What is VR and AR?

Virtual and Augmented reality represent new technologies that provide real time applications to provide users with computer-mediated environmental sensory experiences. This is a fast-moving field and terminology and applications are rapidly evloving.

Virtual Reality (VR)

Generally we can consider virtual reality as an artificial environment that is created with computer software and presented to the user in such a way that they accept it as a real environment in which they can interact and have a real sense of presence in. On the computer, virtual reality is currently primarily experienced through sight and sound, although touch based technologies are also becoming available, that allow users to hold and manipulate virtual items.

The simplest form of virtual reality is a three-dimensional (3D) image that can be explored interactively through a computer, usually by manipulating a mouse or game controller so that the content of the image moves in some direction or zooms in or out. More sophisticated efforts involve such approaches as wrap-around display screens, actual rooms augmented with wearable computers, and haptics (touch feedback) devices that let you feel the display images.

Augmented Reality (AR)

Augmented reality (AR) is the integration of digital information onto a user’s view of their actual environment in real time. AR takes an existing real environment and blends new information into it. One of the first commercial applications of AR technology was by Boeing to project wiring schematics on a visual headset display for the production of wiring looms in aircraft manufacture. Another simple example is the use of labels over players in sporting events on the television, giving the viewer additional information.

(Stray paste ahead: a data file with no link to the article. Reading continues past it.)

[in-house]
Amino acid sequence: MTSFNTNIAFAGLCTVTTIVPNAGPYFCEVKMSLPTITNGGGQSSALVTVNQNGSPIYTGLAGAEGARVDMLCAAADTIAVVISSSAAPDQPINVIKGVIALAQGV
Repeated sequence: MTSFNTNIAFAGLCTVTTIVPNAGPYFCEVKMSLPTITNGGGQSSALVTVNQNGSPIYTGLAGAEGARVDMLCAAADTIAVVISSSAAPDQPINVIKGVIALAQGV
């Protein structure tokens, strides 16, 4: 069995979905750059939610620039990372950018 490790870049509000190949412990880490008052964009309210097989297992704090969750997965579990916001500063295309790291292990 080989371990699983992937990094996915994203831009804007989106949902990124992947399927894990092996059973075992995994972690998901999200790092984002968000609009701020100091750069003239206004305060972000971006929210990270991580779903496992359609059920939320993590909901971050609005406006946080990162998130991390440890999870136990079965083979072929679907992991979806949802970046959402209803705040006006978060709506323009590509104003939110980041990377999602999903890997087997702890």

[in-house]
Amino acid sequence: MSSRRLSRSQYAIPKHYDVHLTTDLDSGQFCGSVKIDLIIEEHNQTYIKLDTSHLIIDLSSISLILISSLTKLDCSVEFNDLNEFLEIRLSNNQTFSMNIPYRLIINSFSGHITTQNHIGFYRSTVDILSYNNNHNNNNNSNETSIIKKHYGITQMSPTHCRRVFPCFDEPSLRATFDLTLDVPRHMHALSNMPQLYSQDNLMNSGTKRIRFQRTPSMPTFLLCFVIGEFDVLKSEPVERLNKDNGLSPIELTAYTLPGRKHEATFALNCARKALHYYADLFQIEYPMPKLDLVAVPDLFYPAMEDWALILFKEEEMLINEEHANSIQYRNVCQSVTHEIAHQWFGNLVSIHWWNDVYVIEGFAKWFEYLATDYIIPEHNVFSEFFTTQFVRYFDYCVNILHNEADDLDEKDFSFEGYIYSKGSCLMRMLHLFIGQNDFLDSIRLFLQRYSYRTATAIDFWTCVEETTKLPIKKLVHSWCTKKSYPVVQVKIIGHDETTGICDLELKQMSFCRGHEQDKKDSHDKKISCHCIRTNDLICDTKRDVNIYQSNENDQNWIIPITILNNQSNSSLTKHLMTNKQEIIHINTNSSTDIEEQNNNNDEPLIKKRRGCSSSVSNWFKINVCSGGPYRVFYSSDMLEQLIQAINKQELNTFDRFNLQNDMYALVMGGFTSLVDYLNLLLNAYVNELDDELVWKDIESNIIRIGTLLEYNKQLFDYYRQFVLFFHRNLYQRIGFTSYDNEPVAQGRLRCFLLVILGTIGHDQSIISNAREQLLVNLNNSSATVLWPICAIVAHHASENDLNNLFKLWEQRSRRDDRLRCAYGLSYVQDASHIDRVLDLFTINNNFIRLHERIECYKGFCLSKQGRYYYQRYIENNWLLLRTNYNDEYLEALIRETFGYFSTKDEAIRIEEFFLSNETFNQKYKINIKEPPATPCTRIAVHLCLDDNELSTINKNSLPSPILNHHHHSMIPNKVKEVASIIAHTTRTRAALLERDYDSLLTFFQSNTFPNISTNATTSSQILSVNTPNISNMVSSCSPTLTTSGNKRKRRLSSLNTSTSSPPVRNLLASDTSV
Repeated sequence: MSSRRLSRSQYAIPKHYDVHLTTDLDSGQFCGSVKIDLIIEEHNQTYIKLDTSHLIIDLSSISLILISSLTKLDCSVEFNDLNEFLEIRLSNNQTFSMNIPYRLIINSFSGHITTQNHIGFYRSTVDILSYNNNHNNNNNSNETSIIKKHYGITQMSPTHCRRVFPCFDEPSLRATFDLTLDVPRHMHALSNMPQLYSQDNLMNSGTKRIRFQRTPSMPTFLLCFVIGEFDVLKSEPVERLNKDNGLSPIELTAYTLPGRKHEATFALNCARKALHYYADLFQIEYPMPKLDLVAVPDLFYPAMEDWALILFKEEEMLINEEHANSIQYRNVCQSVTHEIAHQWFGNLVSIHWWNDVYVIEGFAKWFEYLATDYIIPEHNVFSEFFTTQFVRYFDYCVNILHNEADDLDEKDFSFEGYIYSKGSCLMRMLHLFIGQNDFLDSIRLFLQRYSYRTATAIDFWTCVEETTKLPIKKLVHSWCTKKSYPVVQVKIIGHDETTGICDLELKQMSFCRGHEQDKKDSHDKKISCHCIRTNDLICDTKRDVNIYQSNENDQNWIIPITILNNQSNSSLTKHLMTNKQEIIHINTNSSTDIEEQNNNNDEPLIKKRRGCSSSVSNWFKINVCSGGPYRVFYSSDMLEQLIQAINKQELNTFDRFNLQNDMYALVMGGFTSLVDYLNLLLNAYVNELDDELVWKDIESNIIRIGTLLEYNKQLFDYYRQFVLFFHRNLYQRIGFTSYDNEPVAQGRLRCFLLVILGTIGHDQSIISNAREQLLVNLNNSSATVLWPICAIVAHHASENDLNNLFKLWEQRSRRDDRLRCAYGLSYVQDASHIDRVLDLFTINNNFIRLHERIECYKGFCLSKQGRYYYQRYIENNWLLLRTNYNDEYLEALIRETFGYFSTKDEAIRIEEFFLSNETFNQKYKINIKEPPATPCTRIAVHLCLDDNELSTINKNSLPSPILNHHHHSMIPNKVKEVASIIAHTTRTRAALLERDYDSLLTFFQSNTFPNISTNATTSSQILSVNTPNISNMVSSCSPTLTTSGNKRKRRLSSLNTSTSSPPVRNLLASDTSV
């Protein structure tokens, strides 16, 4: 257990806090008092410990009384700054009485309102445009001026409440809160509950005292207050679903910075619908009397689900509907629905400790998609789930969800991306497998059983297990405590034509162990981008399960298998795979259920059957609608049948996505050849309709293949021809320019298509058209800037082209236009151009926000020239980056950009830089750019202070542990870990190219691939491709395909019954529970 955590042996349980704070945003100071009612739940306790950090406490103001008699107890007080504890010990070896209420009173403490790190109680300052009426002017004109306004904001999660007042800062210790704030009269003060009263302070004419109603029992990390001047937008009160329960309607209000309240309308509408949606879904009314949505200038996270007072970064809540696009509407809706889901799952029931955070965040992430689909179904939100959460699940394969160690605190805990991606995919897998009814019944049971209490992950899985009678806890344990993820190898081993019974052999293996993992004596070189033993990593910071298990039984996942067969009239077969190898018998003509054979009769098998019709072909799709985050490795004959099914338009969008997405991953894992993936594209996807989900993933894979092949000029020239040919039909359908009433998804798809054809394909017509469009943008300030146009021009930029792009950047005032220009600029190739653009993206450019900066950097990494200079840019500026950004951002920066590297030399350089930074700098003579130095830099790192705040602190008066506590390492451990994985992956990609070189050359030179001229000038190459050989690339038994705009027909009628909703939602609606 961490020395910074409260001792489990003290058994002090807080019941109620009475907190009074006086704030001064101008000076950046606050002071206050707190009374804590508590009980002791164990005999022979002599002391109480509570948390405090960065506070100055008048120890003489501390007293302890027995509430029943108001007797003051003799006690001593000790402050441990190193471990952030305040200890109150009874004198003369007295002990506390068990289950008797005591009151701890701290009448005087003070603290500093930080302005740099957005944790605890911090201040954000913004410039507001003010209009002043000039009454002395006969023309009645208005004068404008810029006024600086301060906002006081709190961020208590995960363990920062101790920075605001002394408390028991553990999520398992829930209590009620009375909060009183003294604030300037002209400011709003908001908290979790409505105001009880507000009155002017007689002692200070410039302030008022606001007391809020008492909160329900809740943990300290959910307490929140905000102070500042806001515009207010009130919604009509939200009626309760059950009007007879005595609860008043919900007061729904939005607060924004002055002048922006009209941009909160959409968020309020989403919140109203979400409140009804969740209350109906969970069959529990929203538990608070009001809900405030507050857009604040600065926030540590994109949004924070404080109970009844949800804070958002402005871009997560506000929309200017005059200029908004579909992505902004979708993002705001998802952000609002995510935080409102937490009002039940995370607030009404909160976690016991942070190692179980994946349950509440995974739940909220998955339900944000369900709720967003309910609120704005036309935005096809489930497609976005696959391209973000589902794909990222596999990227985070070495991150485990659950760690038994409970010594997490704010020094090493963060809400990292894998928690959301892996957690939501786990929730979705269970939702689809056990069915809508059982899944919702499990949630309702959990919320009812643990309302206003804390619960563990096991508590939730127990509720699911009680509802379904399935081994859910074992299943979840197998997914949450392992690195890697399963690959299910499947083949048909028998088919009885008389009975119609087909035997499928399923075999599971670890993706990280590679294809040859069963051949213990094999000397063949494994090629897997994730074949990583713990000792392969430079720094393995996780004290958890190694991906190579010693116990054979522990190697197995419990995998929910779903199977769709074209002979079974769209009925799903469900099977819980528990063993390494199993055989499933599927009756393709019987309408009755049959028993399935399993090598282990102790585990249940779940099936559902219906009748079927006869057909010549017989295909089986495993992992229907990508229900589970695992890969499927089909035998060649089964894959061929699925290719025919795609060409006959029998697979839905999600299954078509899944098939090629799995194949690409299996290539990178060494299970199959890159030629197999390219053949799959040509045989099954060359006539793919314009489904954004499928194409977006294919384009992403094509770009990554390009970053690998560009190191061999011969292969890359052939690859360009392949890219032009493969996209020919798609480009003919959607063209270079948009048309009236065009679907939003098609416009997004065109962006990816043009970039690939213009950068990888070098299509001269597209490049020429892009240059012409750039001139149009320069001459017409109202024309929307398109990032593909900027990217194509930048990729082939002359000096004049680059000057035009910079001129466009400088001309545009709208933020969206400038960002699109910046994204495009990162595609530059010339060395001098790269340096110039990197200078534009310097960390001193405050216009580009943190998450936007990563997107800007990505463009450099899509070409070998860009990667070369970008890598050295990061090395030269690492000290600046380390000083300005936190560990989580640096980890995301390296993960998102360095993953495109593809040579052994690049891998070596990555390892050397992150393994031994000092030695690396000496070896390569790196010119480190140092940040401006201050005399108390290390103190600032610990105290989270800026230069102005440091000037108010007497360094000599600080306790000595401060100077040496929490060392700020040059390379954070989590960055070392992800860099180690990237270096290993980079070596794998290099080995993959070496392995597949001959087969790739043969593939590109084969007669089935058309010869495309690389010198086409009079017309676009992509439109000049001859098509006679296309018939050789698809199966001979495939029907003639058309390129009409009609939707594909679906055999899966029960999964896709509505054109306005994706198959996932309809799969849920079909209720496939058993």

Augmented reality programs programs allow the developer to tie video, animation or contextual digital information provided by a computer program to the user’s view of the world (through a headset or screen) by use of an augmented reality “marker” in the real world (commonly called a point of interest or POI).

An AR application uses image recognition, or geographical location (from GPS and cellphone triangulation)  to recognize a marker.  Simple 2D or 3D image recognition may be used or barcode/QR Code readers. These trigger the display of a “call to action” or directly results in the display of additional digital information on the user’s device screen or headset display.  When the computer’s AR app or browser plug-in receives the digital information contained in the marker, it begins to execute the code for the augmented reality program, and overlay additional digital information. It may also perform other functions (such as triggering a map or video to pop up).

Blended or Mixed AR/VR Technologies

Sometimes referred to as hybrid reality,this is the merging of real and virtual worlds to produce new environments and visualizations where physical and digital objects co-exist and can be interacted with in real time. Mixed reality takes place not only in the physical world or the virtual world, but involves a mix of both. The users experience is predominantly VR based, but includes AR elements. E.g. The HTC Vive headset incorporates laser scanning stations monitor your movements in the real world, and now has a front-facing camera to also allow you to see real objects like chairs or people in front of you whilst moving around the VR environment.

Healthcare Applications

These emerging technologies have considerable healthcare applications, and this site is dedicated to exploring and disseminating such work.

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